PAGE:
More Musical and Literary Adventures in the Big Apple

Of course, being a young "immigrant" (from Maryland) and writer trying to make it in the music business led to some interesting experiences that could only happen in New York. Twenty-four years later, I'm still trying to make it in the music business, whatever that means. But if experiences really were gold, I'd be the richest man in New York.

Having an ocarina contest with David Amram, composer and author of one of my favorite books about New York, Vibrations which I read at 14. I was at a party at photographer Henry Grossman's lavish apartment amid New York's star talents, and a woman asked me "Everyone here is the best in the world at something. What are you best at?" I was a 24 year old Celtic/Micmac Indian just arrived in Manhattan. I stumbled and said, "I don't know. I guess I'm the greatest ocarina player in the world, or at least this room." The woman turned to the man behind me and said, "Did you hear that, David Amram? He says HE's the best ocarina player!" (Amram is definitely the greatest ocarina player in the world, and I knew that! Nabbed!) Amram won the ocarina contest handily. A guitar piece of mine was performed that evening at the party and he said loudly, "I'd a given my right arm to have composed that!" He and I later became friends, and I helped teach him to play guitar. Later that year, I got to meet "the world's greatest harmonica player" Larry Adler, a real "Native New Yorker" of the modern variety. A year later I spotted him in a Broadway restaurant in New York. I had my ocarina with me and gave him a free concert right then and there. He said, "Great, but I still like my harmonica better!"

My first editing job, at 25, sitting with Blood, Sweat and Tears arranger Fred Lipsius (with a broken Grammy award on the table of his New York apartment-it was the award for arranging Spinning Wheel) working on his manuscript for The Complete Book of Improvisation, later published by Warner. I did it as a favor. He sold me his electric piano for half price-the one they used at Woodstock 69, I think.

Broadway (formerly the Mohican Trail) and Me

In Native New Yorkers, I wrote about the history of the Mohican Trail and how it gradually became Broadway. It is an interesting tale. But what the book doesn't mention is my own adventures on Broadway as an aspiring writer and composer. The following memorable events happened on or near Broadway in Manhattan. The thing I like best about these events is that they happened to me.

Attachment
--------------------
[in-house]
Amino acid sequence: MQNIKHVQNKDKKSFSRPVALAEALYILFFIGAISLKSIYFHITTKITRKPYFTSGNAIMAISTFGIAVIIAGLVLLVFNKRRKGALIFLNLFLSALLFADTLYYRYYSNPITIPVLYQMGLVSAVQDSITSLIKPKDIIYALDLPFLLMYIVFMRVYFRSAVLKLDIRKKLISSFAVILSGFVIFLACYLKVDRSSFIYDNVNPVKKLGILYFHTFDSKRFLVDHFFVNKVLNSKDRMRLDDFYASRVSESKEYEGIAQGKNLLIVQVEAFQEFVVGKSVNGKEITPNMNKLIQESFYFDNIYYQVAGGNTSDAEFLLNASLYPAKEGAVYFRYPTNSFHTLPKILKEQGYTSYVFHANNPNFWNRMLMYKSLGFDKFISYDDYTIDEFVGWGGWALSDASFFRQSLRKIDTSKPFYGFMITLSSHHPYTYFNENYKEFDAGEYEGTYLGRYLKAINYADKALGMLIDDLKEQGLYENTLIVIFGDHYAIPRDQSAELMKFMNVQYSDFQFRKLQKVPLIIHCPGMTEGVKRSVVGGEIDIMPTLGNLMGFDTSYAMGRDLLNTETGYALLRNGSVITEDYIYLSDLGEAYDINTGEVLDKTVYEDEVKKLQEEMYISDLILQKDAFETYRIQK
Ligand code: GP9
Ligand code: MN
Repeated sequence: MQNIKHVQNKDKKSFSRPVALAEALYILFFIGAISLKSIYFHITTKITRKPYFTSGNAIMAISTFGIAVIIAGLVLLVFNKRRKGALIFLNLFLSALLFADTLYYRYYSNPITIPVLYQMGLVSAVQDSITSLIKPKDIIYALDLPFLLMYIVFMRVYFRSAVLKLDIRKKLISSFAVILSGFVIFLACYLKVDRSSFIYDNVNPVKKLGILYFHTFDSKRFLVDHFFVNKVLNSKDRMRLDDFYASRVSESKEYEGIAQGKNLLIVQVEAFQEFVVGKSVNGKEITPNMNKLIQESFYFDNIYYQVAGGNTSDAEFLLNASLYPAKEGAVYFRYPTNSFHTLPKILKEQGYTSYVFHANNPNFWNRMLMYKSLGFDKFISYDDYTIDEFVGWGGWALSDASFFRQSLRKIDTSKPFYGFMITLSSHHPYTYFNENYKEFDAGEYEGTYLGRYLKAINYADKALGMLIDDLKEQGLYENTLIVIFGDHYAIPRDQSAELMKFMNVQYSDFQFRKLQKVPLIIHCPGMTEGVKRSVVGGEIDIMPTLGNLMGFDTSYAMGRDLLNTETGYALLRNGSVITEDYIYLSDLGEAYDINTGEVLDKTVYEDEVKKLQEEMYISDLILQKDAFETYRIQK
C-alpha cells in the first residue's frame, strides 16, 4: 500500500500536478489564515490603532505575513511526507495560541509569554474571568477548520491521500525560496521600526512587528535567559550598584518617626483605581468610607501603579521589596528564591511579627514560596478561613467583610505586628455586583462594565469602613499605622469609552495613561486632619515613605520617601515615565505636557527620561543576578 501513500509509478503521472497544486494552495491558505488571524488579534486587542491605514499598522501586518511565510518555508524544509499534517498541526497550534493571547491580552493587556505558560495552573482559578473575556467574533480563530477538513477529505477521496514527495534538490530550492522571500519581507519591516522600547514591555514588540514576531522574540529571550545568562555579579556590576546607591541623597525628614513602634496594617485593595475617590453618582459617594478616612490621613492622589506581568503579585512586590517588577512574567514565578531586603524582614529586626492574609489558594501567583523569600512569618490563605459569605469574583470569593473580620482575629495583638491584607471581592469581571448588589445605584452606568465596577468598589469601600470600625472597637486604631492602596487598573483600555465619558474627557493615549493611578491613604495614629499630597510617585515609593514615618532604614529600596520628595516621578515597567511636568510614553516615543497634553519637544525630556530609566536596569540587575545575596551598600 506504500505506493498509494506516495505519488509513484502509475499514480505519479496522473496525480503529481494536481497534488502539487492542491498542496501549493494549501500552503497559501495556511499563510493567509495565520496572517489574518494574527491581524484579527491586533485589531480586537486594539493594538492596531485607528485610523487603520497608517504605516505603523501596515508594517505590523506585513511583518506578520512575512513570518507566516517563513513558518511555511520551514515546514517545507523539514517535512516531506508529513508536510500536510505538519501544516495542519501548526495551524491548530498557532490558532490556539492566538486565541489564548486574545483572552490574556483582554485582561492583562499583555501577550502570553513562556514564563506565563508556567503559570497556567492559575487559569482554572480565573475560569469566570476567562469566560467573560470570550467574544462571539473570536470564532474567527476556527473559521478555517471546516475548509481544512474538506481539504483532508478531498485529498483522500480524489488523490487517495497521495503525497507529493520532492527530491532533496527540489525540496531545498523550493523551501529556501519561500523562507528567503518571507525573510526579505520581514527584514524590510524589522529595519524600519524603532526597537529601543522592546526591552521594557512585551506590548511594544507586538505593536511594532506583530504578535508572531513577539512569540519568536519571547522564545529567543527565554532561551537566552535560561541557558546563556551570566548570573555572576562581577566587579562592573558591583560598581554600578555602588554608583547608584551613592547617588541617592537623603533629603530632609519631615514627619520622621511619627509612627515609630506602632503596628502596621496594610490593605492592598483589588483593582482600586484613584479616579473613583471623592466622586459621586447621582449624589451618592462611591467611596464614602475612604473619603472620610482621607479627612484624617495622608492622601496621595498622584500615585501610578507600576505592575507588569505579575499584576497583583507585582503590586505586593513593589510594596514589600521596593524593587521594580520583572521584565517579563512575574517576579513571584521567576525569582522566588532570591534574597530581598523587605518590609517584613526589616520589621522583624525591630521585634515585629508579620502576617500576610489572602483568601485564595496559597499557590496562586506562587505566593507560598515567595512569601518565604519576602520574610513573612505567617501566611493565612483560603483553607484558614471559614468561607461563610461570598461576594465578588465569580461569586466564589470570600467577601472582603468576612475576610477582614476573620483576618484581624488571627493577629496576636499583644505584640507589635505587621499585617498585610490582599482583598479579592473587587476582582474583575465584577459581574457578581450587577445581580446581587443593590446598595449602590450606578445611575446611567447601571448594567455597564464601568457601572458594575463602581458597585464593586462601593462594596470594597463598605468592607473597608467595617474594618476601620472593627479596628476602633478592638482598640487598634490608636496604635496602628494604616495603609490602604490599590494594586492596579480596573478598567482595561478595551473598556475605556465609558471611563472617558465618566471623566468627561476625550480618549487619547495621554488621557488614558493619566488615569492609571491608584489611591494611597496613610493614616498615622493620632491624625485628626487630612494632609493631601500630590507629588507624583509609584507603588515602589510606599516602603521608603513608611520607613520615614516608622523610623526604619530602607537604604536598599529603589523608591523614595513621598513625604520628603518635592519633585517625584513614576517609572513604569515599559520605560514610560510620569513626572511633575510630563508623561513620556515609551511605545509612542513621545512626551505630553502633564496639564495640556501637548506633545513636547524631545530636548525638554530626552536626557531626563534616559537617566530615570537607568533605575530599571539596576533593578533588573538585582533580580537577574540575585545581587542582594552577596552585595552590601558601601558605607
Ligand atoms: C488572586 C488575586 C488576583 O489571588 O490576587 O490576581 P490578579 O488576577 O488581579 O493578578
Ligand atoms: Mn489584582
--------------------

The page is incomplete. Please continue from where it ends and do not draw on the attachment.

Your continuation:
Having my work premiered at Lincoln Center at 24, one year after my unannounced arrival, along with new works by Virgil Thompson, Otto Luening, Ned Rorem, and others. We each bowed after our pieces. The next morning I went to my job as a "picker" in a cold-storage warehouse with sub-freezing temperatures; most of my co-workers didn't know where Lincoln Center was so I didn't make much of it. I was working for sub-minimum-wage on a back street in Staten Island. My boss was so tough, another operator hired me to teach the other one a lesson, and gave me his coat in the bargain. He raised by pay to minimum wage. The concert was reviewed in Hi Fidelity Magazine, which I couldn't afford.

Being hired by Polygram Records/Chappel Music through a kid I talked to on the subway who knew the job was about to open and told me what to say. While working there I did a legal analysis of the Porgy and Bess contract, signed by Louis B. Meyer, the Gershwins, E.B. DuBois and others, for the great music lawyer, Bruce Gold. I'll never forget holding that original document, examining the signatures, hoping not to spill tea on it. I had written a Broadway musical, but it never got off the ground. I submitted a demo tape of the music to "Golden Ears" Irwin Schuster who had discovered "Pippin." He liked my song which lampooned the music business, but passed on the rest of the show. I was also in attendance at his funeral when he passed away the following year. Great guy.